The Purple Leotard: Body Image Issues Wear Off

by | Apr 23, 2015 | Helping Daughter with Body Image, Teen Body Image Issues

I love this post from my friend Trisha about the impact of her actions. Do our body image issues wear off on young girls? I think they do… Read this. (Then, read the rest of this series on “Helping Your Daughter With Her Body Image Issues.“)


I combed through the clothing racks nervous we wouldn’t find the right size to fit Claudia’s large frame. When we found the purple leotard, I took it as a sign from Heaven.

Weeks before I tried to steer my 10-year old niece away from the sport of gymnastics. I feared her husky build would be an impediment.

The first day of practice I had noticed the other girls, how their leos stretched over bony torsos. I never said anything, but it turns out Claudia had noticed too.

It wasn’t long before she cocked her head around my bathroom door and asked if she could weigh herself. I decided to let her weigh this once.

“Why are you so quiet?” I asked a few minutes later.

file2561277868864“It’s just the other girls looks so much different than I do. They are so much smaller,” she said confirming my suspicions.

I told her everything I was supposed to. I told her she is beautiful just how she is. She is loved, accepted and cherished. I told her that weight is only a number and how God has made each of our bodies different shapes and sizes.

We talked about her strong muscles and everything that makes her beautiful. She cheered up, but since that day, I’ve wondered how much the comparison game is caught rather than taught.

Claudia had to overcome some specific challenges since coming to live with us less than two years ago.

Back then, she ate more than my husband. While obese, she was starved for love and attention. She ate to fill the void.

Two years ago, she couldn’t run half a block without keeling over. In lieu of playing at the park, she would sit and watch because playing made her so tired.

She’s made so much progress since then. That’s why the conversation after the gym caught me off guard. She never once indicated to me that she ever thought about her body.

She had always indicated the opposite of poor body image. Confidence bubbles out of her.

So I asked myself what had changed? And then I realized it was me.

She had seen me log meals in my Lose It app. She witnessed my own renewed focus on healthy weight. Had she overheard the phone conversation where I bragged to grandma about losing 10 pounds?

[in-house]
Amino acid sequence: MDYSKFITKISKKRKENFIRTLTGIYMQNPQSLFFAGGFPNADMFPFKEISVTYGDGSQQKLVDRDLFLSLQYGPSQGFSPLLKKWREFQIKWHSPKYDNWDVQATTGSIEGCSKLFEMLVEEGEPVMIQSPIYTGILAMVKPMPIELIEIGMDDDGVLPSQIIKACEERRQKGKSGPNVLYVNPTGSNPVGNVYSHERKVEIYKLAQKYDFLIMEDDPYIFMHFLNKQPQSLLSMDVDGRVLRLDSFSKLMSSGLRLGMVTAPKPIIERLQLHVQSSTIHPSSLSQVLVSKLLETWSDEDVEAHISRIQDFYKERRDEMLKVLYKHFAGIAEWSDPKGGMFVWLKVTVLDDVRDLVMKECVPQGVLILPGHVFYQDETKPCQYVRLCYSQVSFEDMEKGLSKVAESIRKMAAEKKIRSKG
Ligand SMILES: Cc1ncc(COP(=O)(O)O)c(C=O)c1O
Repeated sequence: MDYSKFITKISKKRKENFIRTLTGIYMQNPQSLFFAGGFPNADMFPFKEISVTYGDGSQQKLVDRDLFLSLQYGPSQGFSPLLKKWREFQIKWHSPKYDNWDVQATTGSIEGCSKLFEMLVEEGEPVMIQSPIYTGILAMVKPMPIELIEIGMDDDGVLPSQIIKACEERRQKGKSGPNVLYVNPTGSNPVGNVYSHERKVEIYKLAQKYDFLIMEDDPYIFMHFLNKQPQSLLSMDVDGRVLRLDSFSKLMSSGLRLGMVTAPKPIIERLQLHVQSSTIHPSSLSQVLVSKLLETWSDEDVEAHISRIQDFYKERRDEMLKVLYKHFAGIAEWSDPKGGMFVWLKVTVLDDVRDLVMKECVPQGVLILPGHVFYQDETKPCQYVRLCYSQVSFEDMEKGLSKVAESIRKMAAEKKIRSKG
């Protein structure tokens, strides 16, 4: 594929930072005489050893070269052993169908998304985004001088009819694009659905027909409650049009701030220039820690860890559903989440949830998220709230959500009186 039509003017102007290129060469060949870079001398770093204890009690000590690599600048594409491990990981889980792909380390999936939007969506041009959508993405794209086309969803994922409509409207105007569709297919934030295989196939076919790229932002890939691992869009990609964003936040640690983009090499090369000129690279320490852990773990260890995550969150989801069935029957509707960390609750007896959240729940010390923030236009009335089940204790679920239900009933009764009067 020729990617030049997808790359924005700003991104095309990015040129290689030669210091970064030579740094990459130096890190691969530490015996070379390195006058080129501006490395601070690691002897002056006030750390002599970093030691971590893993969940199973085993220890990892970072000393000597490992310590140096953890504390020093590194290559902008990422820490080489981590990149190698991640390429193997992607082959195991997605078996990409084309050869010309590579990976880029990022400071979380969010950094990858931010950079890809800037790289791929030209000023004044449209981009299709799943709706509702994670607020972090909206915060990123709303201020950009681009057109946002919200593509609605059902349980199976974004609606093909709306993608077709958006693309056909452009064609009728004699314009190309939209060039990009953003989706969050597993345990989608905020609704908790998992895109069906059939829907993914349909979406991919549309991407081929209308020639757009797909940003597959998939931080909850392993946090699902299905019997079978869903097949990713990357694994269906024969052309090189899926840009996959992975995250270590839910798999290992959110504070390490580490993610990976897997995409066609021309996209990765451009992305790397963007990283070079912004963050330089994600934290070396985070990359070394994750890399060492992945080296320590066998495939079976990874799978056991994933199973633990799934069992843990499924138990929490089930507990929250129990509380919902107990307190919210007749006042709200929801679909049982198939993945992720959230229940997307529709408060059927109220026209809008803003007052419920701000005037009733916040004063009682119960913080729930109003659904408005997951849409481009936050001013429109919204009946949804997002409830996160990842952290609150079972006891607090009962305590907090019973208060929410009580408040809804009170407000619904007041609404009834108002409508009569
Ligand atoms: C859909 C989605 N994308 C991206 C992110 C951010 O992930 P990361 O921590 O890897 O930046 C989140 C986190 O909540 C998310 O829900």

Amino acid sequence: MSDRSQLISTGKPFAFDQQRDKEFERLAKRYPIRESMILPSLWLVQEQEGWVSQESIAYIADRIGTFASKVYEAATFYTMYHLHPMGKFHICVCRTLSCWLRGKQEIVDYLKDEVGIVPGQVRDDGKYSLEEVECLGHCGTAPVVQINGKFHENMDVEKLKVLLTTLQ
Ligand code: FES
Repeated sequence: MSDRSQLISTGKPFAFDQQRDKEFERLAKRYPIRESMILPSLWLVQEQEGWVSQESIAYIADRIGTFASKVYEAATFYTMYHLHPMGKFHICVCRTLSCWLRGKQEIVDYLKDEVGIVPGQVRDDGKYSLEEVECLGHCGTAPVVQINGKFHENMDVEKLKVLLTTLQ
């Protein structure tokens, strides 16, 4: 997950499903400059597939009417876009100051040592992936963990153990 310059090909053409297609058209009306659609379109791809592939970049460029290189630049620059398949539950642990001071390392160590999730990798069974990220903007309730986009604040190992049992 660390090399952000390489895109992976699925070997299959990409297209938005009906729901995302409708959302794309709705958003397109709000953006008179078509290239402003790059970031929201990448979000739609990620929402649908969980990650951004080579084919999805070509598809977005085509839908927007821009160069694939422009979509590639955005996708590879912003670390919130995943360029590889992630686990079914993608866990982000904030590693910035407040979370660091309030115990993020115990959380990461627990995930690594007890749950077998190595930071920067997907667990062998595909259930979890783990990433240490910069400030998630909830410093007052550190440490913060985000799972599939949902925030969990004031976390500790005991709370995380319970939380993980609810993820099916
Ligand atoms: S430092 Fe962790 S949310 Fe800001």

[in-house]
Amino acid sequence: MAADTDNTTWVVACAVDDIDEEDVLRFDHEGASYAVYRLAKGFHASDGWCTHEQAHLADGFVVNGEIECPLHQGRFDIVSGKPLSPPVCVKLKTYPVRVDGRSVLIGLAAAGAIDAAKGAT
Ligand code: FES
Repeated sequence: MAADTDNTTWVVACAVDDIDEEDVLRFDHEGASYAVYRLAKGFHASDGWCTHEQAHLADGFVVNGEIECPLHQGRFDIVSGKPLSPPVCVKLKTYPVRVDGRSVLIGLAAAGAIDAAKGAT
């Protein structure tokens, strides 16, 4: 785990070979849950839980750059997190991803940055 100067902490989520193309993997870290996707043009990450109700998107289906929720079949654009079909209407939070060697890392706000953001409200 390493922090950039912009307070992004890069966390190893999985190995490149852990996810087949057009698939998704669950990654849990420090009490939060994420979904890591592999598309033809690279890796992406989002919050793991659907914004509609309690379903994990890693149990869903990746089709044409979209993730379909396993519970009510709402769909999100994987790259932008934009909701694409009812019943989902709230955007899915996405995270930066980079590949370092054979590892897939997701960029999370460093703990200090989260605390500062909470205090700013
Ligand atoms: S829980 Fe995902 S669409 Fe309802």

I thought I had kept my goal a secret, but she was subtly aware of my own concerns, my own self-consciousness.

I remember how perceptive I was as a kid, always understanding the unspoken actions and attitudes.

Had she learned negative body image through osmosis? I know I had.

Although no one ever spoke it out loud, thin equaled acceptance in my extended family. Growing up, I learned the perils of being overweight in a family that valued slim.

I still feel a twinge when I think how my cousin mocked me in strange delight, like he wielded some kind of power over chubby, adolescent me.

Thinking back, I realized that although my actions weren’t overt, Claudia must have been imitating me that day when she asked to weight herself.

Like any good parent, I’ve tried to insulate Claudia from my own insecurities.

How do you teach a young girl that she’s valued just as she is when our culture so deeply values thin frames?

Since that day, I’ve been more careful about my actions.

I’ve focused more on healthy eating versus calorie-counting. We’ve traded fruits for baked treats. And in all of this I’ve tried to model portion control.

Throughout Claudia’s health journey we never used the word “diet,” but I became very careful about applying this word to myself.

It’s been four months since that number on the scale upset Claudia, and I haven’t seen her upset since. She’s regained all of her old bravado.

I truly believe steering my attitudes in the right direction was the most crucial decision in teaching her how to care and nurture her own body.


blog HeadshotTrisha Mugo is an award-wining writer, grace-dependent youth pastor and wife of a Kenyan warrior. When she’s not blogging or taking care of three kids, she’s cooking, reading or contemplating life. She loves learning, Chicago-style pizza and meeting like-minded friends at her blog,

Like Trisha’s writing? Here’s another post she wrote for Compared to Who? last year.


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